Last year, Urban Outfitters set off a firestorm of criticism with its line of Navajo-branded clothing and accessories — particularly underwear and a liquor flask, which the tribe said was "derogatory and scandalous."
Abaki Beck was among a handful of Native students who hosted a discussion last week at a private liberal arts college in St. Paul, Minn., on Native culture in fashion and sports. She said companies first must learn from the mistake of ignoring Native American history and then make an effort to engage with Indian Country.
She wanted more than a short apology from Victoria's Secret instead of what she said sounded like an automated response.
"But perhaps that is an unrealistic hope," said the 19-year-old member of the Blackfeet Nation of Montana. "It is all about business, after all."
Jennie Luna, who is Chicana and Caxcan, said society largely is ignorant toward indigenous spirituality and doesn't understand what should not be marketed commercially. She and others say more education about Native American cultures is needed.
"We are people; we're not a fashion statement," Luna said. "We are people who are facing serious issues, and for them to further perpetuate the type of stereotypes and disregard for a community's way of life is unacceptable."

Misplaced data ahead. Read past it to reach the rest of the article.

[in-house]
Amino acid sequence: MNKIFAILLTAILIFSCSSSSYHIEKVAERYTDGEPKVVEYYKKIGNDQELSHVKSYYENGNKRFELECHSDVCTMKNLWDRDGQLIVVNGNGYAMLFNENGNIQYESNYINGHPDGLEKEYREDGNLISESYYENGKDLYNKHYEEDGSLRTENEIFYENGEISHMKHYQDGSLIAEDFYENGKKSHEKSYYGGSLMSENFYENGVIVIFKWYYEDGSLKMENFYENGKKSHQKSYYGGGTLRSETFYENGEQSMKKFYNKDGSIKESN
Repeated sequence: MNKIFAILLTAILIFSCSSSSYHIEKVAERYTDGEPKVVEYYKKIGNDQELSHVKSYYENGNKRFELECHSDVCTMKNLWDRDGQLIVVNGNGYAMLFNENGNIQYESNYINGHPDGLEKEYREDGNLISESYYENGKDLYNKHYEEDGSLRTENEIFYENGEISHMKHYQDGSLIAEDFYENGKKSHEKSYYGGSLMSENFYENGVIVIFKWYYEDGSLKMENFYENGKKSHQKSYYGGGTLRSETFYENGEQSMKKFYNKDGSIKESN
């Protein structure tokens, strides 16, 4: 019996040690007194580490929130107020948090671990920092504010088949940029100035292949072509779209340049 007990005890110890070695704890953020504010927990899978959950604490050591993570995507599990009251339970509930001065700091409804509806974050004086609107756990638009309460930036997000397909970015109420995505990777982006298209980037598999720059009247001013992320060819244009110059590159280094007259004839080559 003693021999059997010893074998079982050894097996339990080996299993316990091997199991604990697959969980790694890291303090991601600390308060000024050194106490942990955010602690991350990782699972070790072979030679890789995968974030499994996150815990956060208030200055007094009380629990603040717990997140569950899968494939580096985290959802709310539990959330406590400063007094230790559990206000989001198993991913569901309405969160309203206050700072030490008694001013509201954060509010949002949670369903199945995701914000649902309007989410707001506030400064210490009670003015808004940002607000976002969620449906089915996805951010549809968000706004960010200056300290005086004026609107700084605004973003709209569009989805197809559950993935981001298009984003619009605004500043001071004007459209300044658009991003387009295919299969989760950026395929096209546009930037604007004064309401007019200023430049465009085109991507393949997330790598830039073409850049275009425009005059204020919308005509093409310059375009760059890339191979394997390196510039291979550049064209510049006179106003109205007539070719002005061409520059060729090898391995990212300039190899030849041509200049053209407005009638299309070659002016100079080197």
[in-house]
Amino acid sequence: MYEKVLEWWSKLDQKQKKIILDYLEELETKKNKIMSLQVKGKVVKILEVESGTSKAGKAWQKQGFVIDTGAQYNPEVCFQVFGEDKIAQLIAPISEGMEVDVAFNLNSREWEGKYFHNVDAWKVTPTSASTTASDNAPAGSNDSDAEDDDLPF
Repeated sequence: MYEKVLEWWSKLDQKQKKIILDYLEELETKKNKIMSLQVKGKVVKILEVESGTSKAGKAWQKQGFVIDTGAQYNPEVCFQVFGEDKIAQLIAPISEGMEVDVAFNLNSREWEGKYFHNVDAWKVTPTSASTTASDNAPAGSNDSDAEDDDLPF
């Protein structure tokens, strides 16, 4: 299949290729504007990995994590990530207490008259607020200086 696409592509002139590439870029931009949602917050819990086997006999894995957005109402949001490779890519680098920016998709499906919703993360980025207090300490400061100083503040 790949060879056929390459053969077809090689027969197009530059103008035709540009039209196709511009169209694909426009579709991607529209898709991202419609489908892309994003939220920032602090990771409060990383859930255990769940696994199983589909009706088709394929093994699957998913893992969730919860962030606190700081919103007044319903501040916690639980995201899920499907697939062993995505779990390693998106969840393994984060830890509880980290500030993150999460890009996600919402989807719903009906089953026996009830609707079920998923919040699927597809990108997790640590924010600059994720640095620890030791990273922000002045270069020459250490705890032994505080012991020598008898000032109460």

ReGina Zuni's advice to companies looking to market Native American culture is to hire Native Americans who have knowledge of tribal traditions, cultures and customs.
However, her reaction to hearing about the Victoria's Secret headdress wasn't outrage about the clothing itself, but about the lack of attention on health care, education, housing and other issues in Indian Country.
"To each his own," said Zuni, of Isleta Pueblo in New Mexico. "But seriously, if people want to grab media attention on Indian issues, this is not the issue to advance and place in the spotlight."